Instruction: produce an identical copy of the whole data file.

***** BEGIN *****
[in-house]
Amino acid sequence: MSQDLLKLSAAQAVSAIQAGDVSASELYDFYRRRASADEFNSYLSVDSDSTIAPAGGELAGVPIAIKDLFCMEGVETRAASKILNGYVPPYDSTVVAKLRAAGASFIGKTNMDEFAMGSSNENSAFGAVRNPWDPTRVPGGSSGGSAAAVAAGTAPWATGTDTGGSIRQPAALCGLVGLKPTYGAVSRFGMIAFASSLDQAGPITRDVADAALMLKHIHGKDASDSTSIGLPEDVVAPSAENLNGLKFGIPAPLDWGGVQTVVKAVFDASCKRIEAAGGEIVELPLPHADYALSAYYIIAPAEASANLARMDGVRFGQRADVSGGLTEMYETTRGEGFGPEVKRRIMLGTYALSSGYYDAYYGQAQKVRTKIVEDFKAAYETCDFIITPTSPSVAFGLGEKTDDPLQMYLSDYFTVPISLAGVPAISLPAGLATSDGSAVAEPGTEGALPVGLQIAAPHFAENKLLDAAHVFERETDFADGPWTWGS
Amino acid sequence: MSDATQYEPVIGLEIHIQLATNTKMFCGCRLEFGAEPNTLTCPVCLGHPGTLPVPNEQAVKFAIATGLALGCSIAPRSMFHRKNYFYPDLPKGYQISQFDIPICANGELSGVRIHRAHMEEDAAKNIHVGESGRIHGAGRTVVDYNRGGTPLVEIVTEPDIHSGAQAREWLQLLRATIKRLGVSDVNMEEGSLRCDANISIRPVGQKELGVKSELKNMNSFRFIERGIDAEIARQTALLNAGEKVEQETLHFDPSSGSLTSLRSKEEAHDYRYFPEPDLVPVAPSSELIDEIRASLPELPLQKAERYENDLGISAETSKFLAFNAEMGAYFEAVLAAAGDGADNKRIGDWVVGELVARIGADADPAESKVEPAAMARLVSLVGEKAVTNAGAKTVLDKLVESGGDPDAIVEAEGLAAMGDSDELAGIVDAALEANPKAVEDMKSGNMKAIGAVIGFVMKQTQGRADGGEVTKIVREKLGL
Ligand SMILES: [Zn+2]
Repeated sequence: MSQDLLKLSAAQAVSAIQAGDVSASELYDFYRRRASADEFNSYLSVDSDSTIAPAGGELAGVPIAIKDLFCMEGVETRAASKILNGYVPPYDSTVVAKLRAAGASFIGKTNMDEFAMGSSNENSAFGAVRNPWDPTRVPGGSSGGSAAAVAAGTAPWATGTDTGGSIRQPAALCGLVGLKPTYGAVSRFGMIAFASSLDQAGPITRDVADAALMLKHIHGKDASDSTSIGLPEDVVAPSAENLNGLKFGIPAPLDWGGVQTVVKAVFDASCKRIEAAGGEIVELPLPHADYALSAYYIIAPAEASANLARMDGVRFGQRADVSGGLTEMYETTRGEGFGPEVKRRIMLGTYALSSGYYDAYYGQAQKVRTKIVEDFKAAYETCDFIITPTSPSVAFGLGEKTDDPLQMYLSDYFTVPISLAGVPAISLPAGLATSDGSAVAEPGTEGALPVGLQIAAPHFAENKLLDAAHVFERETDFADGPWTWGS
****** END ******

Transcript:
[in-house]
Amino acid sequence: MSQDLLKLSAAQAVSAIQAGDVSASELYDFYRRRASADEFNSYLSVDSDSTIAPAGGELAGVPIAIKDLFCMEGVETRAASKILNGYVPPYDSTVVAKLRAAGASFIGKTNMDEFAMGSSNENSAFGAVRNPWDPTRVPGGSSGGSAAAVAAGTAPWATGTDTGGSIRQPAALCGLVGLKPTYGAVSRFGMIAFASSLDQAGPITRDVADAALMLKHIHGKDASDSTSIGLPEDVVAPSAENLNGLKFGIPAPLDWGGVQTVVKAVFDASCKRIEAAGGEIVELPLPHADYALSAYYIIAPAEASANLARMDGVRFGQRADVSGGLTEMYETTRGEGFGPEVKRRIMLGTYALSSGYYDAYYGQAQKVRTKIVEDFKAAYETCDFIITPTSPSVAFGLGEKTDDPLQMYLSDYFTVPISLAGVPAISLPAGLATSDGSAVAEPGTEGALPVGLQIAAPHFAENKLLDAAHVFERETDFADGPWTWGS
Amino acid sequence: MSDATQYEPVIGLEIHIQLATNTKMFCGCRLEFGAEPNTLTCPVCLGHPGTLPVPNEQAVKFAIATGLALGCSIAPRSMFHRKNYFYPDLPKGYQISQFDIPICANGELSGVRIHRAHMEEDAAKNIHVGESGRIHGAGRTVVDYNRGGTPLVEIVTEPDIHSGAQAREWLQLLRATIKRLGVSDVNMEEGSLRCDANISIRPVGQKELGVKSELKNMNSFRFIERGIDAEIARQTALLNAGEKVEQETLHFDPSSGSLTSLRSKEEAHDYRYFPEPDLVPVAPSSELIDEIRASLPELPLQKAERYENDLGISAETSKFLAFNAEMGAYFEAVLAAAGDGADNKRIGDWVVGELVARIGADADPAESKVEPAAMARLVSLVGEKAVTNAGAKTVLDKLVESGGDPDAIVEAEGLAAMGDSDELAGIVDAALEANPKAVEDMKSGNMKAIGAVIGFVMKQTQGRADGGEVTKIVREKLGL
Ligand SMILES: [Zn+2]
Repeated sequence: MSQDLLKLSAAQAVSAIQAGDVSASELYDFYRRRASADEFNSYLSVDSDSTIAPAGGELAGVPIAIKDLFCMEGVETRAASKILNGYVPPYDSTVVAKLRAAGASFIGKTNMDEFAMGSSNENSAFGAVRNPWDPTRVPGGSSGGSAAAVAAGTAPWATGTDTGGSIRQPAALCGLVGLKPTYGAVSRFGMIAFASSLDQAGPITRDVADAALMLKHIHGKDASDSTSIGLPEDVVAPSAENLNGLKFGIPAPLDWGGVQTVVKAVFDASCKRIEAAGGEIVELPLPHADYALSAYYIIAPAEASANLARMDGVRFGQRADVSGGLTEMYETTRGEGFGPEVKRRIMLGTYALSSGYYDAYYGQAQKVRTKIVEDFKAAYETCDFIITPTSPSVAFGLGEKTDDPLQMYLSDYFTVPISLAGVPAISLPAGLATSDGSAVAEPGTEGALPVGLQIAAPHFAENKLLDAAHVFERETDFADGPWTWGS